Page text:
Retired printer Keith Turnbull, of Frankland Road, Croxley Green, who died after a three-year fight with an asbestos-related cancer, contracted the disease from his father's overalls as a child, an inquest heard on Thursday.

Born on May 27, 1945, in Watford, Mr Turnbull was diagnosed with mesothelioma - a fatal cancer contracted through contact with asbestos - in October 2008.

The inquest, held in Hatfield, heard how he was exposed to the fire-retardant material as a child, when it was brought into his family home on his father's overalls.

Mr Turnbull lived in his parents’ home until 1968 when, aged 23, he married wife Judith, a librarian. His brother Martyn also lived in the family home, which was only 500 metres away from the asbestos factory in Croxley Moor, where his father worked.

Coroner Edward Thomas said: "Keith's father was exposed to asbestos while working at Cape Universal and it was brought home with him.

"Martyn recalls his father, an asbestos moulder, coming home wearing his work overalls. He remembers them covered in dust. At one time he describes him looking like a snowman.

"The family would greet him and hug him as he came through the door and they were clearly exposed to asbestos at that stage. He had no knowledge that there was any particular problem. Those who worked in that industry had no idea."

Mr Thomas also said that if a person is exposed to asbestos, and then develops mesothelioma, it is more likely than not that the disease was caused by the exposure.

After diagnosis in 2008, Mr Turnbull was given just six months to live, but held on for more than three years, passing away aged 66 on February 1.

A grandfather, he travelled to Frankfurt in Germany more than ten times with Judith to receive specialist treatment, costing £3,500 a trip. The treatment, called localised chemo-embolisation, helped to keep Keith's cancer at bay.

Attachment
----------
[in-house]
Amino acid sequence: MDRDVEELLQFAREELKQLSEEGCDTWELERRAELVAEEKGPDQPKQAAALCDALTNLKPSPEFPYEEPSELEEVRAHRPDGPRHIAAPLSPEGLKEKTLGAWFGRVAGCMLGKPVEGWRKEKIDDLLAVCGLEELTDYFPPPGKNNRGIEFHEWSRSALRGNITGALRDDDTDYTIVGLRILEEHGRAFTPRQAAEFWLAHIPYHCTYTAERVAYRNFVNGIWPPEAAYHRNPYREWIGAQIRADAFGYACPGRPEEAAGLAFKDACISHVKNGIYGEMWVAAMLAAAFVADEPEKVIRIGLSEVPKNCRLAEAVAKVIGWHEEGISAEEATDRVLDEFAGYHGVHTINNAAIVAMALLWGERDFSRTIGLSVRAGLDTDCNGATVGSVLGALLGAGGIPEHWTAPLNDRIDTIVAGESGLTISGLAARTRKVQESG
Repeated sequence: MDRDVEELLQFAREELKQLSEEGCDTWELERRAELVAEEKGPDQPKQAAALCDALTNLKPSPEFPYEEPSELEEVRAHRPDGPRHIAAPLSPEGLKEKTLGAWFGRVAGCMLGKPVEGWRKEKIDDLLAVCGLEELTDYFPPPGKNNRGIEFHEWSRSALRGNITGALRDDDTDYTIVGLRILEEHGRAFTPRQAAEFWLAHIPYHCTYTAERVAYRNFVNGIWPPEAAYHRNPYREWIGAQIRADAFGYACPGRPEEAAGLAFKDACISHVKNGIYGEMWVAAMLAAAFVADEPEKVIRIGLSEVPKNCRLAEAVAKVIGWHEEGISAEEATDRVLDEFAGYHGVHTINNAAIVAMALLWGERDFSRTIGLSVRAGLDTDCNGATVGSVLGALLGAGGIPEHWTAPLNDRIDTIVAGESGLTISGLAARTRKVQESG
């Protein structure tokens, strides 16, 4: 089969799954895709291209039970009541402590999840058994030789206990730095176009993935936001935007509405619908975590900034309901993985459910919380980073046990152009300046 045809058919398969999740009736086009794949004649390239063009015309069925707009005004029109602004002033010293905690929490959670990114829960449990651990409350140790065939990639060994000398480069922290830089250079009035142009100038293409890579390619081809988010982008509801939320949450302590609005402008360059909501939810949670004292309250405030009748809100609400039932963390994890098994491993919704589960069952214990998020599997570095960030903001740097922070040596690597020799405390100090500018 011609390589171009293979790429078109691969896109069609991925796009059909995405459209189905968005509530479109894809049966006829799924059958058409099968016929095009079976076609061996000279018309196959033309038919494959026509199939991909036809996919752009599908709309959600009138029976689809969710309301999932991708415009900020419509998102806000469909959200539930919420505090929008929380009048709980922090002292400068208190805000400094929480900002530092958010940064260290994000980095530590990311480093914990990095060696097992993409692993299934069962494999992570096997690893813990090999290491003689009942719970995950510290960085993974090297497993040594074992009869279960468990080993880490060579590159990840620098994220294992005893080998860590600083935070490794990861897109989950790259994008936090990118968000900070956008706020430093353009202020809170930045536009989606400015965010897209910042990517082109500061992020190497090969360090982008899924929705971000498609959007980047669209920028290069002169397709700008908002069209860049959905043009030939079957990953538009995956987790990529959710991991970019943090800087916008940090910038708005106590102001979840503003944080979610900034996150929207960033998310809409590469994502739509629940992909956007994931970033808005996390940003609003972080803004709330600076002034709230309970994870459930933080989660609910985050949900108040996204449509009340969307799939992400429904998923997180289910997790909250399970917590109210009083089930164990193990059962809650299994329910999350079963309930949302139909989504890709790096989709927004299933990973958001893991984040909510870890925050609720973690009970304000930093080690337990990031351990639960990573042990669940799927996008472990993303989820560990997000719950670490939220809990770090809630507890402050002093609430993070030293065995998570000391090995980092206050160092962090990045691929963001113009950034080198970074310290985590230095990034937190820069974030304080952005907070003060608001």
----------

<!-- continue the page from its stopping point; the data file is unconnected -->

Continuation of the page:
Because he came into contact with asbestos before the dangers of the material were known, Mr Turnbull could not claim any compensation for his condition and was forced to retire.

Last April, Mrs Turnbull said: "We only had three years to apply for compensation from the time of diagnosis and we have tried two or three different solicitors. Because Keith only lived with his dad and family up to 1968 when we married, and his dad transferred jobs, according to the solicitors it would be a very difficult case to prove.

"We can only afford another four or five trips. Knowing the treatment is available but that we can't afford it is gutting. What price is life?"

The Croxley Green Residents' Association rallied around the Turnbulls, opening a special community fundraising account and holding a fundraising event in 2010.

Vicki Sylvester, neighbour and friend, also ran in the Virgin London Marathon in April 2011, to raise awareness and also to raise money for Mr Turnbull. She finished in three hours 49 minutes.

Despite a brave fight, Mr Turnbull's time eventually ran out and his funeral was held in All Saints Church, Croxley Green on February 15.

Coroner Edward Thomas recorded a narrative verdict for Mr Turnbull's death, stating: "He died of mesothelioma in consequence of his father's exposure to asbestos at work."

The damage caused by asbestos can often take many years to manifest itself, and the ban on blue and brown asbestos was only brought about in 1985.

Mrs Turnbull said: "It will almost certainly affect many people who were in contact with asbestos 20 or 30 years ago and who so far will be unaware that the clock is ticking."

You can donate to the Keith Turnbull Snowdrop Fund in aid of Mesothelioma Research, c/o James Peddle Ltd, 172 New Road, Croxley Green, Rickmansworth WD3 3HD.